Distance Learning Playbook: Interactive Virtual Classroom Activities

A young person at home wearing headphones smiles while watching a laptop screen during a lesson.

How can teachers turn virtual classrooms into inspiring learning environments where students feel motivated to participate? The trick to bringing students on board is crafting interactive virtual classroom activities that spur students into active engagement.

Invigorating learning environments give students opportunities to wrestle with material, communicate thoughts, and put skills into practice. By incorporating interactive virtual classroom activities, teachers can make distance learning engaging and fun.

The Benefits of Interactive Learning

When students have a chance to actively participate in a classroom, brainstorm with a classmate to solve a problem, or apply what they’ve learned to create something new, they benefit in many ways, according to new research published in Frontiers in Psychology. Consider the following advantages of interactive learning.

Higher Levels of Engagement

Interactive learning gets students involved in the activities of a classroom. Interactive teaching methods call for student participation in hands-on activities that ask them to think on their own. This results in higher engagement, according to a 2019 study published in the International Journal of Advanced Research and Publications.

For example, consider the differences between a lecture and a small group activity in which students must read and discuss questions with more than one possible answer. In a lecture, students may or may not take notes, but even if they do, the lecture has not asked them to weigh information or make decisions. The student role remains passive, which means students can more easily tune out.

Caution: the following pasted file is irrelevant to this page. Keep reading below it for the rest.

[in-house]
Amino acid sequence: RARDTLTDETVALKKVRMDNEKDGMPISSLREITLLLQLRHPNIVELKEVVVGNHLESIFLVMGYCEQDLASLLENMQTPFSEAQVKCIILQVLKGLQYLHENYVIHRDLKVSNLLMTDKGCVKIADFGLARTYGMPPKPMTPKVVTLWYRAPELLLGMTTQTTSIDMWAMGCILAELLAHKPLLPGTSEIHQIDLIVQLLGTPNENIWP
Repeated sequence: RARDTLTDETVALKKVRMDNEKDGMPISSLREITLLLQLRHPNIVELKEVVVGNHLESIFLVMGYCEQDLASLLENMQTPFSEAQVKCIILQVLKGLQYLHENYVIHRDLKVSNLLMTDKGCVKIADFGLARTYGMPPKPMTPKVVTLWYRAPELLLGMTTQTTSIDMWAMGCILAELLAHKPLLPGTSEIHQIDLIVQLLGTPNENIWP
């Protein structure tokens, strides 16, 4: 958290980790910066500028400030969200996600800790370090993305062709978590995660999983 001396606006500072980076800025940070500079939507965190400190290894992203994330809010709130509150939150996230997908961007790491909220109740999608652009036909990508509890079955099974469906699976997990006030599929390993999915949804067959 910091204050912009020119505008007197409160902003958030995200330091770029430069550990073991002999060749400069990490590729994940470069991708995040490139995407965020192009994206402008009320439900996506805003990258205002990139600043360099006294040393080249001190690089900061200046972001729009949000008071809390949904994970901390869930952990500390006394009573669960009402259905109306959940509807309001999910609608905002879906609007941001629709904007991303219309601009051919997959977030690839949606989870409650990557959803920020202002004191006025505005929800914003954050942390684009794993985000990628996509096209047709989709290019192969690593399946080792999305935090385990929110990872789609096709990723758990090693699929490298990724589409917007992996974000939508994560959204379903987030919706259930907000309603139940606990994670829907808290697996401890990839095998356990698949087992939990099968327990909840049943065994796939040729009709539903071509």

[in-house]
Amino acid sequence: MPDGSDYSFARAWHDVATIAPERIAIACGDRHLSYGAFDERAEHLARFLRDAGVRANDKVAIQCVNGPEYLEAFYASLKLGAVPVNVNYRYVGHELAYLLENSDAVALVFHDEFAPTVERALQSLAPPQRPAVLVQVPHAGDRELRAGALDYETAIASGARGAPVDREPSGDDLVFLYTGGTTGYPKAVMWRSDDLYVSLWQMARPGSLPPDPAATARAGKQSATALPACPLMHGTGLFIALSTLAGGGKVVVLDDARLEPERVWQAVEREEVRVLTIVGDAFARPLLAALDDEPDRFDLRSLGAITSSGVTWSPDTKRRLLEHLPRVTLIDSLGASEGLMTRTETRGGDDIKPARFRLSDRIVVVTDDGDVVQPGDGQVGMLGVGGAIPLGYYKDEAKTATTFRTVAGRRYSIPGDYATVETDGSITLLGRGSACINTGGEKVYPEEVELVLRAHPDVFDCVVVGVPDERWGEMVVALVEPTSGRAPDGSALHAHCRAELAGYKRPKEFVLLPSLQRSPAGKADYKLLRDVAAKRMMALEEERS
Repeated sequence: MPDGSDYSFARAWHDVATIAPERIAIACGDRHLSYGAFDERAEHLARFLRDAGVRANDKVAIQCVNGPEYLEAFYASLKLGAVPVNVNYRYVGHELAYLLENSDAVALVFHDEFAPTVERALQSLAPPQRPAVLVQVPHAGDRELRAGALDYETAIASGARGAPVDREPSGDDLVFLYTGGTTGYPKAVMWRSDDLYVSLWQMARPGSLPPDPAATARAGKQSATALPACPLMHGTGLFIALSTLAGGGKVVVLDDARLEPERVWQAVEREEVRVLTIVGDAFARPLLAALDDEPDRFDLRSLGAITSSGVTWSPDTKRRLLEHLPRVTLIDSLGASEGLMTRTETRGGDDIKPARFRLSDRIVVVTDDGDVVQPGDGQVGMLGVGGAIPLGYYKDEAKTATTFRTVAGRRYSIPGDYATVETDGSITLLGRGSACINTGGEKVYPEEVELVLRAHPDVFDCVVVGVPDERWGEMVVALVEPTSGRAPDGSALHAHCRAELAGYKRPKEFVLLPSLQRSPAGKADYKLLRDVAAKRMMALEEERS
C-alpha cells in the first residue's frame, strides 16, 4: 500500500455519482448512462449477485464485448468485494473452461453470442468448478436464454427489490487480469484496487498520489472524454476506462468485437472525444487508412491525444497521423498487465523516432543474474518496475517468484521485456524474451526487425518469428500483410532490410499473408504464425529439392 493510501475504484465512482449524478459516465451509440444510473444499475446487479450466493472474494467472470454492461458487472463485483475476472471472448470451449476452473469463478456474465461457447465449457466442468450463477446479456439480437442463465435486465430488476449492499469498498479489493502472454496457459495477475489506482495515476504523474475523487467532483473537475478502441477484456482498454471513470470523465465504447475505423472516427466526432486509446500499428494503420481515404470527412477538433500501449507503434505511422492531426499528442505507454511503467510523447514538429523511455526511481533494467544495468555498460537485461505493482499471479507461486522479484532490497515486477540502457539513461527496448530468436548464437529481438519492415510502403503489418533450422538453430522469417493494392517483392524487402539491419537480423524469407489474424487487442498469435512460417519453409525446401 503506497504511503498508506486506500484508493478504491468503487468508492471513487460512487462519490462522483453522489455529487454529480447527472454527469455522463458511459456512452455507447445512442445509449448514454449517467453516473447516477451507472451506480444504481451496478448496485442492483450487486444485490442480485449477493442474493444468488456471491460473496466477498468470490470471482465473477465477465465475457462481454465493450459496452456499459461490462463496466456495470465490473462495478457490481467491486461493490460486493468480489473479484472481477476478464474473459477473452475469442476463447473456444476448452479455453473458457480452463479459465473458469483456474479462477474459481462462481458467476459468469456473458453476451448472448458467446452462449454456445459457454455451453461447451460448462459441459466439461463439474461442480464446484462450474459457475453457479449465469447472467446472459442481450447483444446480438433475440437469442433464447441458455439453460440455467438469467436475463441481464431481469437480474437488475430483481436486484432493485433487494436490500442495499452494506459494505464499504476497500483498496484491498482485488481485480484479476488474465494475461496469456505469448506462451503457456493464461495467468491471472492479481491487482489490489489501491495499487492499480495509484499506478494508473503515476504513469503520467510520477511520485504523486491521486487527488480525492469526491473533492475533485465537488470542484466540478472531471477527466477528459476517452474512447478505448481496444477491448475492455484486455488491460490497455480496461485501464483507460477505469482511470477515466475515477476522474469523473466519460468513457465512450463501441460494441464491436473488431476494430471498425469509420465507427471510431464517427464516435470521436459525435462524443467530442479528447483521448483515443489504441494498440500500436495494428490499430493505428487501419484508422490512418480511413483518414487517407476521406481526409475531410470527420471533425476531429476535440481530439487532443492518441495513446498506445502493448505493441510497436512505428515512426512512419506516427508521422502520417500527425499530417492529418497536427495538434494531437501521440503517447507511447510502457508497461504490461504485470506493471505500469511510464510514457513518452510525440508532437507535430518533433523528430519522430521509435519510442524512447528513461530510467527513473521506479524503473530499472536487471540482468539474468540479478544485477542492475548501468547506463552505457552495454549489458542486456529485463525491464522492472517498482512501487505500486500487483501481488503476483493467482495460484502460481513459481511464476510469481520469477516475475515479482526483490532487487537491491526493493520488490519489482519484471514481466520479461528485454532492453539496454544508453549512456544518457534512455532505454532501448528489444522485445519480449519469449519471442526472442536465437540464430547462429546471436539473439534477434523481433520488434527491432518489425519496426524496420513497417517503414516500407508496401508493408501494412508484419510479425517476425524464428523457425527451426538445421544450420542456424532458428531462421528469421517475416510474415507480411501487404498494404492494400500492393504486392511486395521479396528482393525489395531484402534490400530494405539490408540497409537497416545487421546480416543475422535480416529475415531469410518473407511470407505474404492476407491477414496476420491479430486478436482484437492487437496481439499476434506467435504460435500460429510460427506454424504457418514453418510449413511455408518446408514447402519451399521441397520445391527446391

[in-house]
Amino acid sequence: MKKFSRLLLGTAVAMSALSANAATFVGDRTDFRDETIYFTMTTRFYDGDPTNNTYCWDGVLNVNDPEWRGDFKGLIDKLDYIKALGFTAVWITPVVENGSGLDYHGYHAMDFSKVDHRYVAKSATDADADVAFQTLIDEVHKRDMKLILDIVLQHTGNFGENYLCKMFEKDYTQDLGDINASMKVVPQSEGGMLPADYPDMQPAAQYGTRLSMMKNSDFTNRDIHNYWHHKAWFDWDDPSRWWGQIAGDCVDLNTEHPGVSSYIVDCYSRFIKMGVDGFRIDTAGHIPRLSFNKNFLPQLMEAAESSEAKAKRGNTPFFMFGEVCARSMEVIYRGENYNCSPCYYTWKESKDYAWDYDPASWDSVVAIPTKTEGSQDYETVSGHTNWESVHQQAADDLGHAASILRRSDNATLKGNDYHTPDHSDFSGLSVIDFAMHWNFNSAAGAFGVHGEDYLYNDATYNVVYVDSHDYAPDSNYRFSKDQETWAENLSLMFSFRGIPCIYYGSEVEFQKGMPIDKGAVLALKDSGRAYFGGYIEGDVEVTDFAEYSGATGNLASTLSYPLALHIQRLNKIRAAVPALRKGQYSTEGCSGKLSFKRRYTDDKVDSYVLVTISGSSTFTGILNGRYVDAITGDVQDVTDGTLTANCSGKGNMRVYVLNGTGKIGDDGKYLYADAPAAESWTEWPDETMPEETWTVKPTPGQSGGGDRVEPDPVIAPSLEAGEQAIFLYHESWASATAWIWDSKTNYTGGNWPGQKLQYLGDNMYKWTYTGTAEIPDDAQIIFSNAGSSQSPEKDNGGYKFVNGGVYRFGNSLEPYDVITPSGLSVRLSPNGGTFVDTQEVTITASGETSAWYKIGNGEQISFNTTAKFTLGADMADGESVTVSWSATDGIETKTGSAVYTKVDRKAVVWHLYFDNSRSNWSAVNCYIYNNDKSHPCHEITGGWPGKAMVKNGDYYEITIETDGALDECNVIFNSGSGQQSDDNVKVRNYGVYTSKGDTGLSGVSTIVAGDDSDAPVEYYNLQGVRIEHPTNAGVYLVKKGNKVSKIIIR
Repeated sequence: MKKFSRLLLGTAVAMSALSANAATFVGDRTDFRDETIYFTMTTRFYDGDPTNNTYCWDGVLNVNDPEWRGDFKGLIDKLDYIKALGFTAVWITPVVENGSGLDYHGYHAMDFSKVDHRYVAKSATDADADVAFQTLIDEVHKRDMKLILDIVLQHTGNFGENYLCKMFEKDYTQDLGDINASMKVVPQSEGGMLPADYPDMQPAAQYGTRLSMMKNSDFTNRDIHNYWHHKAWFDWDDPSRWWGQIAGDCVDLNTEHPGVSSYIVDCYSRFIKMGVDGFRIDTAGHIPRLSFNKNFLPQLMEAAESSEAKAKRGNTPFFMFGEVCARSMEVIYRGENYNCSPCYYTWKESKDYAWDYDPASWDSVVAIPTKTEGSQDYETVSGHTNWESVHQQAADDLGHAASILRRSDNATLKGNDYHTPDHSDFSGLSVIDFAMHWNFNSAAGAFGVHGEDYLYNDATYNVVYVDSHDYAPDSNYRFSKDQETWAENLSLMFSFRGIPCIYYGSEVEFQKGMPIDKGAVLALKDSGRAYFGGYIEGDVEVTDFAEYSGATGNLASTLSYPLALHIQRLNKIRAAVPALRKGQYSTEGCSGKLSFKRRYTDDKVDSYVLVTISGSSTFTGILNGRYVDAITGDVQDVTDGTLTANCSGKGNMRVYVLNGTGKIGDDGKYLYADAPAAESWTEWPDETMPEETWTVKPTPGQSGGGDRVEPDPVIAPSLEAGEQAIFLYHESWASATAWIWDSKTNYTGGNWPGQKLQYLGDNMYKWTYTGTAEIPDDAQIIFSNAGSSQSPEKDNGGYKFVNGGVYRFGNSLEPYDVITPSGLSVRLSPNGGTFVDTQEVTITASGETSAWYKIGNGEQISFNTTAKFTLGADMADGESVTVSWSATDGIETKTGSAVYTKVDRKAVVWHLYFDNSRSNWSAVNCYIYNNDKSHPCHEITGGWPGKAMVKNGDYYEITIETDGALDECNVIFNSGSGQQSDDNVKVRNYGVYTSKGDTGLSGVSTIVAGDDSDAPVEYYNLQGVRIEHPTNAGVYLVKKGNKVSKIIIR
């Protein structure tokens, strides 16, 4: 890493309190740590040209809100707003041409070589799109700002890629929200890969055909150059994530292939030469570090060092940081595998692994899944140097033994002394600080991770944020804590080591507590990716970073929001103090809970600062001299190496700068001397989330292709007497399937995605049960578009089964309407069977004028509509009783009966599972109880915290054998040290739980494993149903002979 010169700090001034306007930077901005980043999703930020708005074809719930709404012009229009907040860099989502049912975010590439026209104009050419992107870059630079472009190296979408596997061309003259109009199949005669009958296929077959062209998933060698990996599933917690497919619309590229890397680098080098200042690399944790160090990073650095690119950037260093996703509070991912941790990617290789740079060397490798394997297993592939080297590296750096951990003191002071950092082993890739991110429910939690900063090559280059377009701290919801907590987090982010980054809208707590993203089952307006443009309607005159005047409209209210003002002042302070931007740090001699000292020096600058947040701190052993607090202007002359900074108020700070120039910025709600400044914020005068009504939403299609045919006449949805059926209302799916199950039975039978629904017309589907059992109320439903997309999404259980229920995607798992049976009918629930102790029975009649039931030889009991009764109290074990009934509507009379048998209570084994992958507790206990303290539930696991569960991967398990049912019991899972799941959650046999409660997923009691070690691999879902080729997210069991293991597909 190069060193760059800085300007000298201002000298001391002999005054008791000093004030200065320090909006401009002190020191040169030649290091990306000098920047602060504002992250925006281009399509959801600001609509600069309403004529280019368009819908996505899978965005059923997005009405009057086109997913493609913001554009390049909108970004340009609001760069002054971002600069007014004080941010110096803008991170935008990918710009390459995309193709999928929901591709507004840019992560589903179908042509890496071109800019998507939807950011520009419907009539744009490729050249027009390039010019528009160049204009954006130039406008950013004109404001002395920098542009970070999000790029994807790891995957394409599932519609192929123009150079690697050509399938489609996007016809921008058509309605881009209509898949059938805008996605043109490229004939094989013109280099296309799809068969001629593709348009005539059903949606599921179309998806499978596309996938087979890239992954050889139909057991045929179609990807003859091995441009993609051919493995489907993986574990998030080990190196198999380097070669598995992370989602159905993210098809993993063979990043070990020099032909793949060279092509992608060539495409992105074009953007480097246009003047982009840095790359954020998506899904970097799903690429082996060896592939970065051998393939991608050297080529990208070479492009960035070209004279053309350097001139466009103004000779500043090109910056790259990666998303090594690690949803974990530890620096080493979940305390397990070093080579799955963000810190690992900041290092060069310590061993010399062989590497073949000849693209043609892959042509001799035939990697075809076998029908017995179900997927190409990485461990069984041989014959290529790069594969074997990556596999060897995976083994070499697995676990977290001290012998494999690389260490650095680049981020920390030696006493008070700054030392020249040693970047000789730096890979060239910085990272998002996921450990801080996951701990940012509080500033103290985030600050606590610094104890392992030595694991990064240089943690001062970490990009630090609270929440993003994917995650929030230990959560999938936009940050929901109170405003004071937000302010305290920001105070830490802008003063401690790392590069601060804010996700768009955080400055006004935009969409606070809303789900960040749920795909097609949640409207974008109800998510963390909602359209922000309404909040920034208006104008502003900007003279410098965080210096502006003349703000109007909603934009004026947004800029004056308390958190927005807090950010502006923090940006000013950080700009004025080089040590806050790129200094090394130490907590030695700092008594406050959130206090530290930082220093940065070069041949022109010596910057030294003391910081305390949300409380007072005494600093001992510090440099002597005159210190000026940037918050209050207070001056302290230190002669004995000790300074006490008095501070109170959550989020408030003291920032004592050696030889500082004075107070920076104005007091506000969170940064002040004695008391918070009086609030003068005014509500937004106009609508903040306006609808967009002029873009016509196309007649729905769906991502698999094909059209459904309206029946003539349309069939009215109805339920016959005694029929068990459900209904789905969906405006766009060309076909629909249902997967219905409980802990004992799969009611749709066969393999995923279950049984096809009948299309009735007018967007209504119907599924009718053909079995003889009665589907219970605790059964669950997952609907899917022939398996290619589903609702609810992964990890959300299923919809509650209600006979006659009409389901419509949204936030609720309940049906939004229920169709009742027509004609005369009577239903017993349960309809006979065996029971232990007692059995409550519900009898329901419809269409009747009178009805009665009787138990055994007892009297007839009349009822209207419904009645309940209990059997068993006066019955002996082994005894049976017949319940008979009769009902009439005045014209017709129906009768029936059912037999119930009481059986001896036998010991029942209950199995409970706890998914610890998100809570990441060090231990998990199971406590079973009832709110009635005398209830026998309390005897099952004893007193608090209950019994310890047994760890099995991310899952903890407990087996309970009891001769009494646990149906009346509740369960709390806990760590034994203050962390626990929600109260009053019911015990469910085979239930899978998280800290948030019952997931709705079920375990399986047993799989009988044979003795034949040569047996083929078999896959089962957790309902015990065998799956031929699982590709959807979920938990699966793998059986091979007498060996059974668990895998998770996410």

In the small group activity, students must engage with both the material and their peers. Their participation involves forming their own responses and considering their peers’ responses. This in turn requires focus, interaction, and taking an active role in the learning process.

Increased Capacity for Critical Thinking

Interactive learning exercises students’ critical thinking skills. When teachers deliver lessons that require students to generate ideas, solutions, and opinions, students develop their ability to reason and analyze.

For example, if teachers assign a brainstorming activity to be done in a group, followed by a review session, they don’t simply help students explore their imaginations. They also teach students to structure their thinking, as well as organize and assess their ideas. Interactive learning activities take students out of the role of being more passive recipients of information. Instead, students explore ideas and test out theories on their own.

Ideas for Interactive Virtual Classroom Activities

Teachers can choose from various interactive virtual classroom activities and techniques that sharpen students’ focus and give them a chance to actively participate in their learning journey.